Mayors of two French cities tell police to stand down on vaccine passport enforcement

The pushback is escalating.

Image Credits: Screenshot.

Two mayors in France are rebelling against the vaccine passport mandate, saying they will not require the police to enforce the new measures.

Videos of police enforcing the new vaccine passport mandate for restaurants in Paris went viral this week, with many criticizing the police.

The Premier of Victoria has asserted that authorities “won’t hesitate” to go “door-to-door” to carry out mandatory COVID tests on Australians. Read more here:

The mayor of Hayange Fabien Englemann, a member of the National Rally, called on the police not to enforce the vaccine passport mandate, arguing that the law was a violation of freedom.

“It is not the job of the municipal police, nor the national police, to carry out checks to determine whether or not they have the right to drink coffee or eat something,” Mr Engelmann said on Tuesday, according to Le Républicain Lorrain.

“Some municipalities use their municipal police to police the merchants. In Hayange, we are choosing to support them during this difficult time,” he added.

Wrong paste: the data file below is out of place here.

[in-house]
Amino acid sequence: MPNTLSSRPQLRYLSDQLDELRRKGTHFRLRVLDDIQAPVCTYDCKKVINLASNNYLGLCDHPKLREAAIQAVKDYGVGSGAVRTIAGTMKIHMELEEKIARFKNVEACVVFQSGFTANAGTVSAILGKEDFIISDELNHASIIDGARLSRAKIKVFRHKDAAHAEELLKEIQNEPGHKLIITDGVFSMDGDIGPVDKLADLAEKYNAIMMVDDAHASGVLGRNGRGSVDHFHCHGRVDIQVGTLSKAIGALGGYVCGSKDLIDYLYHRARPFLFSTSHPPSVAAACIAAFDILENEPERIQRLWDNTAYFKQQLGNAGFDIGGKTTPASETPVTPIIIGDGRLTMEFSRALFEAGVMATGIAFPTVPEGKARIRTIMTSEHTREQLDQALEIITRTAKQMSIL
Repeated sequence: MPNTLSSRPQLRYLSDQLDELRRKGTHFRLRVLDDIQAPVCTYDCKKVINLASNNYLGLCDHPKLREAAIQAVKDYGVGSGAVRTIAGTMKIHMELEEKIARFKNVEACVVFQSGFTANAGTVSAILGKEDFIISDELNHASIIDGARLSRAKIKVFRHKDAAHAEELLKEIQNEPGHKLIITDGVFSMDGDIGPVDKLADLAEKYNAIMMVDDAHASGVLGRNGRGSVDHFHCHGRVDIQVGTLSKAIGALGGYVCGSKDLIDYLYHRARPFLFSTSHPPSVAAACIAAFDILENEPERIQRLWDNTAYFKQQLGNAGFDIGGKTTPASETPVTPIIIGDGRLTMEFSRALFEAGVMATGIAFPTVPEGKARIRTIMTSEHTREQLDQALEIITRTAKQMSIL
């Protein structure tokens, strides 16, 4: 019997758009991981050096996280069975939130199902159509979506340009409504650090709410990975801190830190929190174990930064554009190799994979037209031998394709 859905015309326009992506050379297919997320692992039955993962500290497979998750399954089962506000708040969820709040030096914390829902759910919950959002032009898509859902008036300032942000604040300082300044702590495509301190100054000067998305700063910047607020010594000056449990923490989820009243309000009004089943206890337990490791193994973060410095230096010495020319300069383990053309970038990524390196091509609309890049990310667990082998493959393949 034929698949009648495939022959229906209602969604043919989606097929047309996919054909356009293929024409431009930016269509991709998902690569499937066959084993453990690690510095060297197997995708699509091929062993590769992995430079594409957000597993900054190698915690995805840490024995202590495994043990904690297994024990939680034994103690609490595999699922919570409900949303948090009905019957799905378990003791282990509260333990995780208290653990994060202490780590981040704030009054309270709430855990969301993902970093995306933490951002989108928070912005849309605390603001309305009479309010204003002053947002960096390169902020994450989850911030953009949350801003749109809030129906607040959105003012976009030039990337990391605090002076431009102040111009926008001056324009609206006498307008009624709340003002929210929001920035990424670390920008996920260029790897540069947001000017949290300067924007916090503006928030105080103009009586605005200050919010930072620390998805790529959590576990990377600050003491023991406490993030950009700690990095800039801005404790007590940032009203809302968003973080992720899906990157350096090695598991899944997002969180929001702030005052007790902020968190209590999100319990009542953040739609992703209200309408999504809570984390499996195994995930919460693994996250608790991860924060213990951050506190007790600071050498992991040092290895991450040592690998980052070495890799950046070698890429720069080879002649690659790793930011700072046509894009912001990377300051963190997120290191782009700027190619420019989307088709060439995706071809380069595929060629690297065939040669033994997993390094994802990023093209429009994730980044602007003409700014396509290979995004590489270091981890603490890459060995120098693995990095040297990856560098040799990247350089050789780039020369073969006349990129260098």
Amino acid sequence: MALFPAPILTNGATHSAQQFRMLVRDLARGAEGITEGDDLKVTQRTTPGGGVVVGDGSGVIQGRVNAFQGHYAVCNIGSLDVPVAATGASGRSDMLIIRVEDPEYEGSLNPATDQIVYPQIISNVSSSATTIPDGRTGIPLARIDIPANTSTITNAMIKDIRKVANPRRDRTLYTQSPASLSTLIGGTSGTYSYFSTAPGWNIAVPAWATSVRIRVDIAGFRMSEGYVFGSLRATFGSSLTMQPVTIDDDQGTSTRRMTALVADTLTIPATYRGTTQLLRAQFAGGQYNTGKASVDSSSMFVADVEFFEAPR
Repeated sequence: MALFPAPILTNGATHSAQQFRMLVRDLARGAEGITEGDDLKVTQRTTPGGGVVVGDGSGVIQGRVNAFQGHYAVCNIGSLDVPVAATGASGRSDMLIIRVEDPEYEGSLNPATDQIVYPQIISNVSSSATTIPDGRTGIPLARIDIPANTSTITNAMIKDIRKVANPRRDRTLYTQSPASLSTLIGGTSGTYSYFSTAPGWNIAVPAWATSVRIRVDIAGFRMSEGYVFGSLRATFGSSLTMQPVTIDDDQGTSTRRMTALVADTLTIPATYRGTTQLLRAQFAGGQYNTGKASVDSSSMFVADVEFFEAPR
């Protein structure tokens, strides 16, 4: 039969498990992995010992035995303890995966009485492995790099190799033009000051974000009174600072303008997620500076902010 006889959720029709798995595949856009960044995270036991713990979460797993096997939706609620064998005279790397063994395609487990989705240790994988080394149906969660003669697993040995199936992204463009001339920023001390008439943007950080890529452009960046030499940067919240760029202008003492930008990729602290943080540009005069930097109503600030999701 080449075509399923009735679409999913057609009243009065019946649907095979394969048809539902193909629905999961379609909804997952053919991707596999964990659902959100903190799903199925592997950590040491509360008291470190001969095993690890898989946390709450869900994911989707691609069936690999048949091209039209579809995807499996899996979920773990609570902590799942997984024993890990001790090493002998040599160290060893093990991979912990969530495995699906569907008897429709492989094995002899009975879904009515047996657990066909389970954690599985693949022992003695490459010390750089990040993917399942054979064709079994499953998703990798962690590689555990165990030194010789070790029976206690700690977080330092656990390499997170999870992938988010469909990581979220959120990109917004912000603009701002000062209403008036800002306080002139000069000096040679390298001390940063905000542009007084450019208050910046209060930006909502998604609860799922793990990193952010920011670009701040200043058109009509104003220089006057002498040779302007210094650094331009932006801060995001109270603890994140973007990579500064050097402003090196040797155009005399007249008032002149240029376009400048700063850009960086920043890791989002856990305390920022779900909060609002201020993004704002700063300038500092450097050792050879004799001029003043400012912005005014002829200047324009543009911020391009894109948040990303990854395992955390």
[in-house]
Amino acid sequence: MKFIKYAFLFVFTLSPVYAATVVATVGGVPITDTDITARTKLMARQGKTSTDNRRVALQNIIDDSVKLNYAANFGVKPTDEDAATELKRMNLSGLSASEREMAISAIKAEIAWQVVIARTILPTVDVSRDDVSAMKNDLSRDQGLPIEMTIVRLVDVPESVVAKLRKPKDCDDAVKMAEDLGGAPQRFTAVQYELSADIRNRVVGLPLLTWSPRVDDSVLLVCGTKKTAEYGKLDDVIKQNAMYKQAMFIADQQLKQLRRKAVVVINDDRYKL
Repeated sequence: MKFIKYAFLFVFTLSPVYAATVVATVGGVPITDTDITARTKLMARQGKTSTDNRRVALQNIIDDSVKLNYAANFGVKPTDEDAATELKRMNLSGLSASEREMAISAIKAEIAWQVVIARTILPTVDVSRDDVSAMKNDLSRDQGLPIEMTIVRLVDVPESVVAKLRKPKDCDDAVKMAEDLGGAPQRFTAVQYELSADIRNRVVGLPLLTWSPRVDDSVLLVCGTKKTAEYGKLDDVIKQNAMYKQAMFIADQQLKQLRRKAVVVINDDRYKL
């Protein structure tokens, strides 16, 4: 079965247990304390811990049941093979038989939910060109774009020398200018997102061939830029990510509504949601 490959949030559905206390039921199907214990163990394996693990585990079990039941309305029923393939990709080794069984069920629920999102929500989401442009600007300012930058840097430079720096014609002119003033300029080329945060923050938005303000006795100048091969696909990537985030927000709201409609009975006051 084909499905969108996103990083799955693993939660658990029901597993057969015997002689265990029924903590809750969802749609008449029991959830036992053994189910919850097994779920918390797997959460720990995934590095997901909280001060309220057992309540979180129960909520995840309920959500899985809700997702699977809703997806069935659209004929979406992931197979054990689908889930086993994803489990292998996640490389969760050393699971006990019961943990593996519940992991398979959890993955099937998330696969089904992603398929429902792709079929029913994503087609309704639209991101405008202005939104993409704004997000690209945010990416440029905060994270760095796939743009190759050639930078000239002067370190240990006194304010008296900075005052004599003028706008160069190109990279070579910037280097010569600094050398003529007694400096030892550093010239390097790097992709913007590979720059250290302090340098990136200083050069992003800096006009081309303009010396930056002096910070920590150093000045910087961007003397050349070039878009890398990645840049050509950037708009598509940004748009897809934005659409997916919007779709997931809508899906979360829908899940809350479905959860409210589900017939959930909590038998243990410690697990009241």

Robert Ménard, the mayor of Béziers, also said that police in his city would not be demanding to see vaccine passes from people in the outdoor areas of cafés and restaurants.

“I am in favor of the health pass, but on the terraces, it doesn’t make sense,” Ménard stated.

The vaccine pass mandate was extended to restaurants, cafés, and bars, as well as travel by bus and train since Monday. Videos of police demanding to see the passes from patrons in Paris, with many criticizing the police for enforcing the controversial law.

Businesses found not to be checking the passes could face a year in prison and up to €45,000 (approximately $52,800) in fines. Individuals refusing to produce the pass could be fined €135 (approx. $158) for the first time, and up to €9,000 (approx. $10,500) for repeat offenders.